Renaming Digital Piracy: A Smokescreen to Hide Movie's True Worth?

Pirates of the Caribbean

"Oh ar, oi'm a movie pirate, I am. Oh arrrr!"...does that sound sexy to you? Does it bring visions of a be-hatted Johnny Depp to mind? According to some content providers it might, and they want to rename online piracy. Losers.

This idea is being discussed over at ArsTechnica, and it stems from some words by Agnete Haaland, the president of the International Actors Federation. She was speaking in a press conference after the International Chamber of Commerce revealed the results of a new study that suggested over 1.2 million jobs would be lost in Europe alone thanks to download piracy by 2015, along with over €240 billion lost income. Haaland's comments pretty much echo the sentiment I describe above: "To me, piracy is something adventurous, it makes you think about Johnny Depp. We all want to be a bit like Johnny Depp." And this is the core of her argument that "we [the industries concerned] should change the term piracy."

But really, Agnete, you're just guilty of rampant PR spin, aren't you? It's not as simple as that. That phrase has been used as a weapon to demonize the notion of downloading by the authorities for years—digital pirates are like thieves and ruffians. It's even expressly referred to as such in those irritating "educational" inserts we have to watch at the start of DVDs, and in some movie presentations in theaters now too. They're so ridiculously over the top they've almost become a self-parody, as this clip from the fabulous I.T. Crowd shows.

Note this isn't the real clip, as we can't embed it: Its IP owners are happy to get the free PR from YouTube, but not confident enough to let "pirates" promote the show outside of the confines of YouTube's own page (To see the non-Lego version, click here.) This is another interpretation of ownership of the IP in online content...and it taps into the whole Viacom versus YouTube fiasco that's slowly exploding right now.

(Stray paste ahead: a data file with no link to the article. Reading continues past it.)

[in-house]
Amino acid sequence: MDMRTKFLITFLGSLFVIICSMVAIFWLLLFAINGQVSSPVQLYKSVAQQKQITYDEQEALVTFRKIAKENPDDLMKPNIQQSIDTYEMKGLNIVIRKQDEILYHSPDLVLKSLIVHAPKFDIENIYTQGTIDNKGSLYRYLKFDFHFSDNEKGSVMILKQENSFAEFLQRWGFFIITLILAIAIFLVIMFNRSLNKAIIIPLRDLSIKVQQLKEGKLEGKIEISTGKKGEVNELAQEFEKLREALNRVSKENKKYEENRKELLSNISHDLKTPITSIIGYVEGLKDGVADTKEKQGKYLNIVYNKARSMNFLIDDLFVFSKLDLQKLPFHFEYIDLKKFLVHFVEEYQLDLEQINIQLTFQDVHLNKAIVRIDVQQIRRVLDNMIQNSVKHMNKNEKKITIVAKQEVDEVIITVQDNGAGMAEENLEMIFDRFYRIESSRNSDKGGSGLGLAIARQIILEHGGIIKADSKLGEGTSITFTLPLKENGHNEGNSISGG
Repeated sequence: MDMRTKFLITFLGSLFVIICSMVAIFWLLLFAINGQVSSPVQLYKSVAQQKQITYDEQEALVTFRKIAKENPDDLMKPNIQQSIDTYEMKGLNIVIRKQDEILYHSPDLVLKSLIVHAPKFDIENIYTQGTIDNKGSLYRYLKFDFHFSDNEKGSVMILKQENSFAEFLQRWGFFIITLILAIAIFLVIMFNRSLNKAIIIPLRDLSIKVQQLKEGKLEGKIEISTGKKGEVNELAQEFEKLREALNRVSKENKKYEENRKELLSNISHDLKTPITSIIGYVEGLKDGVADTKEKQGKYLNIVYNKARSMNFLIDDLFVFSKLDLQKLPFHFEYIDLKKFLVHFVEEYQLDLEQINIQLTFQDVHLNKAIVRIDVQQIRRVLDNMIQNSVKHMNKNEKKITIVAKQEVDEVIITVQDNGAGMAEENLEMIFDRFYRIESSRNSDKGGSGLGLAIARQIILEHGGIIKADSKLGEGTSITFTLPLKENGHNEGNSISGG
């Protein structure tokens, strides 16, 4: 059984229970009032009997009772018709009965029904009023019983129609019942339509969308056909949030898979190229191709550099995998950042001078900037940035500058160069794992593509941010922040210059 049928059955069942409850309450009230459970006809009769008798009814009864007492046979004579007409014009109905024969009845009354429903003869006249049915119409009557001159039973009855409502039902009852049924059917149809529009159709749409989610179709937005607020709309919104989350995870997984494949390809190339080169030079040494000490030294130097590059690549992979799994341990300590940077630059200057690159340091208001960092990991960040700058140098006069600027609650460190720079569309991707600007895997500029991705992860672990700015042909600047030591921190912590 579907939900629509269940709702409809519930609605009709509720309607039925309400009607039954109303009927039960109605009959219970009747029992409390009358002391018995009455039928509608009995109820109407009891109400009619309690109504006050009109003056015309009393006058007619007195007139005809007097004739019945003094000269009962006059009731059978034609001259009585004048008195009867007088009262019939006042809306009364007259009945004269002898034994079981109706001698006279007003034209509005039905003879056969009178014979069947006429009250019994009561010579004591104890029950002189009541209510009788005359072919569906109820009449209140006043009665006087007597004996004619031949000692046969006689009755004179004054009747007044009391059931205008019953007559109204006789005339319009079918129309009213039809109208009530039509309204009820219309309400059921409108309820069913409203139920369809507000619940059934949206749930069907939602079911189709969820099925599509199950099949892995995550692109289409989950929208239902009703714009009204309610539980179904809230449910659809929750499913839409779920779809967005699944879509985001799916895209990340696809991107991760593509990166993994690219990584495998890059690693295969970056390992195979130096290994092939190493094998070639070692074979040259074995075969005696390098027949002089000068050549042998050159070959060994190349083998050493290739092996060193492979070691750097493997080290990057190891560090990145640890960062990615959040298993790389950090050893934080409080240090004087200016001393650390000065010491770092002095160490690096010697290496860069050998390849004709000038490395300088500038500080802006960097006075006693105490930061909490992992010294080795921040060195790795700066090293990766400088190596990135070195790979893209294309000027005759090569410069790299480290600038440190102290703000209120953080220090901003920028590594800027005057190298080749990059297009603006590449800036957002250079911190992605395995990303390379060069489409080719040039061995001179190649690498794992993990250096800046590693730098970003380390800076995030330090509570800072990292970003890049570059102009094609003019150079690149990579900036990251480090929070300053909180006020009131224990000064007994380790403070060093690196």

But it's in a slightly different explanation of piracy, outlined by Rupert Murdoch's son James, that the weakness at the heart of all of these arguments is exposed: Murdoch was speaking in Abu Dhabi last week and said "There is no difference with going into a store and stealing Pringles or a handbag and taking this stuff." But he then tried to tap into the philosophy and hard economics of the matter: "It's a basic condition for investment and economic growth and there should be the same level of property rights whether it's a house or a movie," he began. This is essentially true, but it assumes that economic model is rigid and unchanging, rather than dynamic and reacting to society's needs.

Murdoch went on: "The idea that there's a new consumer class and you have to be consumer-friendly when they're stealing stuff. No. There should be the same level of sanctity as there is around property." Hmmm. This is weird, and it exposes the backwards logic at the heart of all these anti-piracy stances. Because the content generation industry is slave to the needs of the people it supplies to, not the other way around. And rampant piracy is an indication by literally millions of people around the world that the IP owners have to change their model, not aggressively defend it. Pirating something is a direct message that the item in question—particularly something as ephemeral as the IP of a movie—is just too expensive (or possibly not available in your region, for obscure business reasons). Economic worth is a completely imaginary construct, after all, and it's a fluid, fickle thing, completely unlike the rigid, inflexible suggestions James and Agnete put forward.

A fabulous example of this is in the recent economic meltdown. The magic of Wall Street is almost completely smoke and mirrors: Look at something like a Collateralized Debt Obligation. It's a trick whereby buying a bunch of debts from someone actually generates income—which just doesn't fit well in a common sense world. But the bankers and dealers perceive value in these things, and the system worked. Until it suddenly didn't, and all these artificial financial entities suddenly revealed their true worth—nothing. The result is the model was in conflict with reality, and all sorts of mayhem befell.

Rename piracy? Ohohoho no, me hearties. We need to re-rig the thinking of folk like Murdoch and Haaland to suit the winds of change.

To read more news like this follow me, Kit Eaton, on Twitter. If there's spare room on your pirated-movie-laden smartphone, you can use a barcode app to get the URL from the QR code on the left there.

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2 Comments

  • Jack Sparrow

    rename piratce? no... pirates - we are what we arrr. when ye think of pirates, ye think of the garb-wearin' - sword weildin' lot, that brings visions of tall sailin' ships 'n' chests of booty. th' 'modern-day "pirates"' - aye - rename THEM - 'n' call 'em what they are: terrorists.